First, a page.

What Happens if You Put the Wrong Gas in Your Car?

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  • Wrong fuel in gas car
  • Gas in diesel car
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Putting the wrong fuel in a gas car is unlikely to cause serious damage. However, it’s usually worse to put gas in a diesel engine than to put diesel in a gas engine. Likewise, it’s more serious to put regular fuel in a car that takes premium fuel than vice versa.
The results of the error will vary on a case-by-case basis, but knowing what kind of fuel you added can help you take the right course of action to minimize the damage.
It might feel embarrassing, but using the wrong type of fuel is a common mistake—and mistakes happen.
The important thing is that you take steps to correct the error as soon as you can. To help you through it, car insurance comparison shopping app Jerry has compiled everything you need to know about what happens if you put the wrong gas in your car.
(And in case you’re wondering, your car insurance probably doesn’t cover damage or costs from using the wrong fuel in your vehicle.)
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What happens if I put the wrong fuel in my gas car?

Putting the wrong fuel in a gas car is unlikely to cause serious damage, but you could still get stuck with some costly repairs.
Diesel is more likely to cause damage in a gas engine than E85, which may not affect the car at all.


The damage caused by using diesel in a gas engine isn’t usually permanent but could easily cost between $500 to $1000 in repairs.
There’s also a good chance that you’ll need a tow to the nearest mechanic. This might be covered if you have roadside assistance on your policy or AAA membership.
Gas and diesel have different nozzles, so it’s usually pretty tricky to mix them up at the pump. It can and does happen, though. The sooner that you can turn off the engine the more likely it is that you’ll minimize the damage. Gas engines can’t process diesel, so your car will shut down on its own once the gas burns out—but that’s not ideal.
If you realize that you put diesel in your gas tank, pull over and shut down the engine as soon as you can. Once stopped, reach out to a mechanic who can drain your fuel lines.


Flex-fuel or FFV cars can switch between regular fuel and higher ethanol E85 fuel with no issues. Even if your vehicle doesn’t have a flex-fuel tank, E85 fuel is unlikely to cause any serious damage.
If you put E85 in your tank, you should be able to top it off with regular gas and ride it out.—just fill the tank a couple more times before you burn off the remaining fuel. If you notice any issues when driving, be sure to call up a professional mechanic right away.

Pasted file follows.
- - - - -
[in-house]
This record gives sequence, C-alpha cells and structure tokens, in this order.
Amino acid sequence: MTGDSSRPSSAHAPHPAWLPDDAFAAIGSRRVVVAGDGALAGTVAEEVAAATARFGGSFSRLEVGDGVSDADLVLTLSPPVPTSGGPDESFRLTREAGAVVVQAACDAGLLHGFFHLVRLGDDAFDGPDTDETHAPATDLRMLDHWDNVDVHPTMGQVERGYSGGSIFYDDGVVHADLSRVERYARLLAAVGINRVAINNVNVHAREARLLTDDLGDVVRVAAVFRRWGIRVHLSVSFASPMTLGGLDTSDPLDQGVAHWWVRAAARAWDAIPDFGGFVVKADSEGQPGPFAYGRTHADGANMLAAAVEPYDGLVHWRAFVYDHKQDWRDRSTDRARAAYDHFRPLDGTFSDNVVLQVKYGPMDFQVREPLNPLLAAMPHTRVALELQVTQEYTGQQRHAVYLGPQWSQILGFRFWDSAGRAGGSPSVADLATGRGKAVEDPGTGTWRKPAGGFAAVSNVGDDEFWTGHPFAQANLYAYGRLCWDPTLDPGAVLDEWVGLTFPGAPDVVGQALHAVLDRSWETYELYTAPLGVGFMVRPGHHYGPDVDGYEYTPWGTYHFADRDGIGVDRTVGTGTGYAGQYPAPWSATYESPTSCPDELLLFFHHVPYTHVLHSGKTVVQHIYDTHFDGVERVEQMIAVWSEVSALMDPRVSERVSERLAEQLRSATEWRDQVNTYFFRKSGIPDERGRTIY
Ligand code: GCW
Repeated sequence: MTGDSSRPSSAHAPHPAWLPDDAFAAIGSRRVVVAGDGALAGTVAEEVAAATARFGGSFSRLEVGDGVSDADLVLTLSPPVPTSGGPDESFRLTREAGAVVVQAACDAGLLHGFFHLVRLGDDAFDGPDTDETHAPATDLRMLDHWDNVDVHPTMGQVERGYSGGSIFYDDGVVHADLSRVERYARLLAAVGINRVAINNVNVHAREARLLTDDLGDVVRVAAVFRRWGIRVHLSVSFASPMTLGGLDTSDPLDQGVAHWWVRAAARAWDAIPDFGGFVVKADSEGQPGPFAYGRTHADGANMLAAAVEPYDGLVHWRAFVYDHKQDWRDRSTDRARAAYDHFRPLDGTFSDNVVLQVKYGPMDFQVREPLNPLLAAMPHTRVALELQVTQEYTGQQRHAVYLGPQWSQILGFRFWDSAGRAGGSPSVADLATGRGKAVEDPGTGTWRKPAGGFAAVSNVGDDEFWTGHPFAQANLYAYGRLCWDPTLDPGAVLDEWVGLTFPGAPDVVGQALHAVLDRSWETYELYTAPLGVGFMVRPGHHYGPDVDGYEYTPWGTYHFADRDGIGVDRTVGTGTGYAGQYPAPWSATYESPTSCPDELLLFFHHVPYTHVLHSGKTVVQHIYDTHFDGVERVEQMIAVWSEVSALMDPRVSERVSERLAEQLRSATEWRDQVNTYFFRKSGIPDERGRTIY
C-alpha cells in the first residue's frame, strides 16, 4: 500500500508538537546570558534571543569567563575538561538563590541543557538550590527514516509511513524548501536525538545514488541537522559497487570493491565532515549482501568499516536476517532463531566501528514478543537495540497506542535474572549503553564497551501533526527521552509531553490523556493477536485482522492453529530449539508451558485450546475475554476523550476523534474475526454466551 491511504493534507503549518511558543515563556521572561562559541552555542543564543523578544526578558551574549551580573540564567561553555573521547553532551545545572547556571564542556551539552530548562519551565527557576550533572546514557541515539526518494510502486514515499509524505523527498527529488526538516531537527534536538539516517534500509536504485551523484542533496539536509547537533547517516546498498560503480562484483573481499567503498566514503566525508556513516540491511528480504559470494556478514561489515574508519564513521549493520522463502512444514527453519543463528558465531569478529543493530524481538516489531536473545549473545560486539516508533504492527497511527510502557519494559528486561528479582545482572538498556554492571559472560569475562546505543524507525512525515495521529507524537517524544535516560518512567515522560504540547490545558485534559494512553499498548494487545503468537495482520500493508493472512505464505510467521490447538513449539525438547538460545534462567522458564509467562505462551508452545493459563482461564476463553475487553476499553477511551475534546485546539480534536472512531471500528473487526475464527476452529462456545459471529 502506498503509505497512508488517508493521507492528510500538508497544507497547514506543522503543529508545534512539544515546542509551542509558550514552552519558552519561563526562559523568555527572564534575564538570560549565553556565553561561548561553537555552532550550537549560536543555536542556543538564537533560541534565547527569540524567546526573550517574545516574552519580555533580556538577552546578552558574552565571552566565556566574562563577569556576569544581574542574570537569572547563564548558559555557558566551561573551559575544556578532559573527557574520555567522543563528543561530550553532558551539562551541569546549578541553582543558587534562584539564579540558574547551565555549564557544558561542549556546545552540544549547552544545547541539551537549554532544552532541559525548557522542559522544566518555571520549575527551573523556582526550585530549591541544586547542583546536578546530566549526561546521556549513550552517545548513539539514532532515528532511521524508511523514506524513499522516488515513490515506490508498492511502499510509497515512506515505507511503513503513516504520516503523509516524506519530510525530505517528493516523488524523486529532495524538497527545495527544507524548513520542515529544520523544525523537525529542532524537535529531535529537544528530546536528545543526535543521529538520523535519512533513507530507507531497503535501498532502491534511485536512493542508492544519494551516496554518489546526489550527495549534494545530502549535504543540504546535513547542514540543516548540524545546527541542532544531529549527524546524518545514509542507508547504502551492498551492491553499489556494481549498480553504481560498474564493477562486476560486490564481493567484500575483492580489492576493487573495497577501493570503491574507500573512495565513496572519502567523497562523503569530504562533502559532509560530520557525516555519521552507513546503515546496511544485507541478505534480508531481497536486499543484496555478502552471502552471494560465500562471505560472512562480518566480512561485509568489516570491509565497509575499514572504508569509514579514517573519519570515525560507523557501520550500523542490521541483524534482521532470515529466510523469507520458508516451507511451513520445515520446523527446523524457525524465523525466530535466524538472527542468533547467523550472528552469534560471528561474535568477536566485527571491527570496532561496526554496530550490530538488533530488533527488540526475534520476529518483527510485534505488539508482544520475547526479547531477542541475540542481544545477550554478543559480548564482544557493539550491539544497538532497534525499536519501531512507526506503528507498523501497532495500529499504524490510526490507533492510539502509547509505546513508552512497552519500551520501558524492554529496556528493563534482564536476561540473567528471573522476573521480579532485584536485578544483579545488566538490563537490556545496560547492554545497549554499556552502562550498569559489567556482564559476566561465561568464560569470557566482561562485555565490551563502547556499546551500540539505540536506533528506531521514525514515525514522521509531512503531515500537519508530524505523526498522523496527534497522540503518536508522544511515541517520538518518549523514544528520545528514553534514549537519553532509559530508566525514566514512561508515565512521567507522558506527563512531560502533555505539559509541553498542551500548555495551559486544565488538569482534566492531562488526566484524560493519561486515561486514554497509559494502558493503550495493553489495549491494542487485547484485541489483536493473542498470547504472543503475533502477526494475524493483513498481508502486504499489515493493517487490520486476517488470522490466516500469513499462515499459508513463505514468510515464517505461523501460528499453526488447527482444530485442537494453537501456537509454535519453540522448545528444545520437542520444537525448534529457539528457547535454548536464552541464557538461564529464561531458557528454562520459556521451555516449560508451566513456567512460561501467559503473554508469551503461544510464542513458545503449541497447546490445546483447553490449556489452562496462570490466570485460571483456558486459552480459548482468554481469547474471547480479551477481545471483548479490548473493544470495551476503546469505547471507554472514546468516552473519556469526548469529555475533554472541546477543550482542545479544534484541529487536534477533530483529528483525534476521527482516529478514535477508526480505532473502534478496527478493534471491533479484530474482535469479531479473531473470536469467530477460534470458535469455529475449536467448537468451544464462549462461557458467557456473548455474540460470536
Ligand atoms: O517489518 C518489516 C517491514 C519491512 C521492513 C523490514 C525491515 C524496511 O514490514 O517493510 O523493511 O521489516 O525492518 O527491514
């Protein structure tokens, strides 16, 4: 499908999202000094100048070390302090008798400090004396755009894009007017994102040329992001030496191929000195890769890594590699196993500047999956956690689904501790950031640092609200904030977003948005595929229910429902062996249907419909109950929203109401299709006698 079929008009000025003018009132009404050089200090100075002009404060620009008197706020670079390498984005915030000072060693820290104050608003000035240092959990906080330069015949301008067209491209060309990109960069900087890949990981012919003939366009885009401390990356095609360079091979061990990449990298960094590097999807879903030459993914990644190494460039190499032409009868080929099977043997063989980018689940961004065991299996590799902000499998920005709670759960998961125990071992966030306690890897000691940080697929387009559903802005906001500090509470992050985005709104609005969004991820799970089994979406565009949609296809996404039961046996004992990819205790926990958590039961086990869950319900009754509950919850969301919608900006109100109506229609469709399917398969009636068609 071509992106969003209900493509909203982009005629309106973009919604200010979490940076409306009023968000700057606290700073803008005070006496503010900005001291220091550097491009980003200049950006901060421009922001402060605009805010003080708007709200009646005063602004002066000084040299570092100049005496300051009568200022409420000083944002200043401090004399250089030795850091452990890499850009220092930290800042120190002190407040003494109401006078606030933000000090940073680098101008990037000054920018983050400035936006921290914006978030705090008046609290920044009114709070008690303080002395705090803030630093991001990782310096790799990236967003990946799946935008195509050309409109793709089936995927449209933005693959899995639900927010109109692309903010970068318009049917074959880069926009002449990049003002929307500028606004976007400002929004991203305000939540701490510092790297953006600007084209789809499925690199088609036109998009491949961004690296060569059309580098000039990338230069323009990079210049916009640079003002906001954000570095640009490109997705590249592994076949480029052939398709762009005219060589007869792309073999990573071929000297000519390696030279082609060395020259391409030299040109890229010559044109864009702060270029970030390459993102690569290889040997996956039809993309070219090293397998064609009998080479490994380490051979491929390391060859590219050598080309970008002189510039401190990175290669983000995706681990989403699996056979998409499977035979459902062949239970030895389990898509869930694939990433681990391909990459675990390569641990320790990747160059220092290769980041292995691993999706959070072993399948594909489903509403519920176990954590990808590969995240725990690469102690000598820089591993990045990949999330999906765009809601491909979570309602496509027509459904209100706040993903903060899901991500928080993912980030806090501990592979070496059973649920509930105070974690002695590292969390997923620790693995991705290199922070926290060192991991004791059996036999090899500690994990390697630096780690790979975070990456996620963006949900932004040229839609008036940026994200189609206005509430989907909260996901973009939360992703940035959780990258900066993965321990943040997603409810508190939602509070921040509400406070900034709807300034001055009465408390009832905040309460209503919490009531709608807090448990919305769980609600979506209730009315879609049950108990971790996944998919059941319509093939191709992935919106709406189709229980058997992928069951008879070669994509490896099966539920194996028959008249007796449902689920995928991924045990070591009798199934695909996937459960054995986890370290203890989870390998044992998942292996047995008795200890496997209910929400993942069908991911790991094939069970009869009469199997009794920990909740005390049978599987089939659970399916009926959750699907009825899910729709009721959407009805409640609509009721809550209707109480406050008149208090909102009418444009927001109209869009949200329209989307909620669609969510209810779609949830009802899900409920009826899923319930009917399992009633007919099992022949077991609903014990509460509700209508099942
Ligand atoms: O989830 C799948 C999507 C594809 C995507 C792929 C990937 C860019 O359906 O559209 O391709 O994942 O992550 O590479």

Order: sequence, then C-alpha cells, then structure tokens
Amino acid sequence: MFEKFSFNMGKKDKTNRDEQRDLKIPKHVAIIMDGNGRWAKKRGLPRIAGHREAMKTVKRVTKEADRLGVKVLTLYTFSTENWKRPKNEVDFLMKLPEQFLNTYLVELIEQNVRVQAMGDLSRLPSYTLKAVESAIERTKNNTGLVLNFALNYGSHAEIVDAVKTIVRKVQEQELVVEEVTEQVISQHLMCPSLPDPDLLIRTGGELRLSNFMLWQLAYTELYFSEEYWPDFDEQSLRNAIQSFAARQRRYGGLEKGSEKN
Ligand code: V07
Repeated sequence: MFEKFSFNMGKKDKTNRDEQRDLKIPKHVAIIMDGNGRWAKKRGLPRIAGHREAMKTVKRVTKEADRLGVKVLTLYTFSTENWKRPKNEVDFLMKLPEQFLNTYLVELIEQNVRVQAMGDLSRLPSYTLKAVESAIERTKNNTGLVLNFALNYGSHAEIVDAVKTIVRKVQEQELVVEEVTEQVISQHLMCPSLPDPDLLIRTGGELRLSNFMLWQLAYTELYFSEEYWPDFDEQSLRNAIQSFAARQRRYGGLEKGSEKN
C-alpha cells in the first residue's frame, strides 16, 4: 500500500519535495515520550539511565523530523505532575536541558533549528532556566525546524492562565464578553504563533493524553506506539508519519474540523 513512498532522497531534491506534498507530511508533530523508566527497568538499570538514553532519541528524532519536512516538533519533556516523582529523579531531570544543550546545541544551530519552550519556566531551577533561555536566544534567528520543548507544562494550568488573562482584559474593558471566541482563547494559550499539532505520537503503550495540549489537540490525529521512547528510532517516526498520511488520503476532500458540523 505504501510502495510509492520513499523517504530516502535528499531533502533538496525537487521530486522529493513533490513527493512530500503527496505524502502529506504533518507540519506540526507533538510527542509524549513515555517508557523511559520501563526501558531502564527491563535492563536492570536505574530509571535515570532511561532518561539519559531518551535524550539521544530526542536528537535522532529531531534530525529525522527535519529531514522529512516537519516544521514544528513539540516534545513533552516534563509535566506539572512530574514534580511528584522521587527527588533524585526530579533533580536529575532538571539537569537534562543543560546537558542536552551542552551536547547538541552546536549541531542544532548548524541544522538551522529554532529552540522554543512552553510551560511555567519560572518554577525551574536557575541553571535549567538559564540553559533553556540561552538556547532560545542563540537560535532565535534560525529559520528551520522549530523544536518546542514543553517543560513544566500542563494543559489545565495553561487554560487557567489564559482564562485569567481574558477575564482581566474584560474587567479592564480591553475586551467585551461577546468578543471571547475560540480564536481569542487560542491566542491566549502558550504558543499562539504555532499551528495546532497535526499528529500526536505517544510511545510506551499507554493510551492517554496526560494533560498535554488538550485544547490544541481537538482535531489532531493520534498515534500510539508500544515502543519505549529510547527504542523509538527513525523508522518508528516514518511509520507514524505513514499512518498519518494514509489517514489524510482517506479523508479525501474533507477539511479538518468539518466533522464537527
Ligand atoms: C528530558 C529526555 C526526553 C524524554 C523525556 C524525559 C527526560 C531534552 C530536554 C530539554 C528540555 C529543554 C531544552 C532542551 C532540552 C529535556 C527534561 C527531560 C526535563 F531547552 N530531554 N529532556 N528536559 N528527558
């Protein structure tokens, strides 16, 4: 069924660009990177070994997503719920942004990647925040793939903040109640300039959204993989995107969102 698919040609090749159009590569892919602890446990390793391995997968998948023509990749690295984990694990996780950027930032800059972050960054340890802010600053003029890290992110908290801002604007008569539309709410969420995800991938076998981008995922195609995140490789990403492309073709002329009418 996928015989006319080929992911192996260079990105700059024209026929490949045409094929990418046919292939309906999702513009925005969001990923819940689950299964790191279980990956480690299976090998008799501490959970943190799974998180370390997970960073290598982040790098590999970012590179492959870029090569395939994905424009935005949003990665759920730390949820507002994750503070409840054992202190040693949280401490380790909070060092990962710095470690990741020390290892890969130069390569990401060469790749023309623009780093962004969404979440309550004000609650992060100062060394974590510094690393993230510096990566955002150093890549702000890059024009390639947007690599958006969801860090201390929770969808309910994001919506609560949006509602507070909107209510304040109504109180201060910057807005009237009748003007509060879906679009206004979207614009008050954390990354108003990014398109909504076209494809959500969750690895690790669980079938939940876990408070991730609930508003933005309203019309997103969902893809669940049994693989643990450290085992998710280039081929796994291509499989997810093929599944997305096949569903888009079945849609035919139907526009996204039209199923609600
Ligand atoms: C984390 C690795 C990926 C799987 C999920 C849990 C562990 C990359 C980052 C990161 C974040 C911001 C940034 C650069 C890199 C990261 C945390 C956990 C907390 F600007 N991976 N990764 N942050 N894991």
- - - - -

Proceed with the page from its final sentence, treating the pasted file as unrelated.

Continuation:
Key Takeaway If you put diesel or E85 in your gas tank, your car might need repairs—but it’s unlikely to cause any serious or lasting damage.

What happens if I put gas in my diesel car?

If you think you might have added gas to your diesel car pull over immediately and shut off the engine. You’ll have to arrange for a tow to get your vehicle to a mechanic. The extent of the repairs will vary, but they could be costly depending on the damage.
Gasoline is more combustible in a diesel engine than diesel in a gas engine, meaning there is more potential for engine damage. Gas also lacks the lubricating properties of diesel and can damage the fuel pump when it cycles through.

What happens if I use the wrong grade of fuel in my gas car?

Depending on the circumstances, there could be no damage or there could be more serious internal damage. It mostly depends on the direction of the mix-up.
Premium fuel is low octane and won’t damage a car that doesn’t need premium. But using regular fuel in a car that required premium could cause damage.

Premium fuel in a car that doesn’t need premium fuel

Nothing will happen if you put premium fuel in a car that doesn’t require it.
Engine computers automatically adjust for octane, so you shouldn’t notice any difference in performance—for better or for worse. The only downside is the extra money you’ll spend at the pump.

Regular gas in a car that needs premium fuel

Ideally, you can top up the tank with premium fuel and drive it off. But if you hear a high-pitched noise or rattle, call a mechanic right away.
The engine computer will adjust the engine’s timing to minimize the impact, but there is still potential for internal damage. Best case scenario, you’ll notice reduced performance and a drop in fuel economy until the regular fuel burns out of your tank.
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Finding the best car insurance for your car

If you accidently put the wrong fuel in your car, you could be on the hook for some unexpected repairs. And if you want to cut back on your expenses elsewhere to offset those costs, get Jerry.
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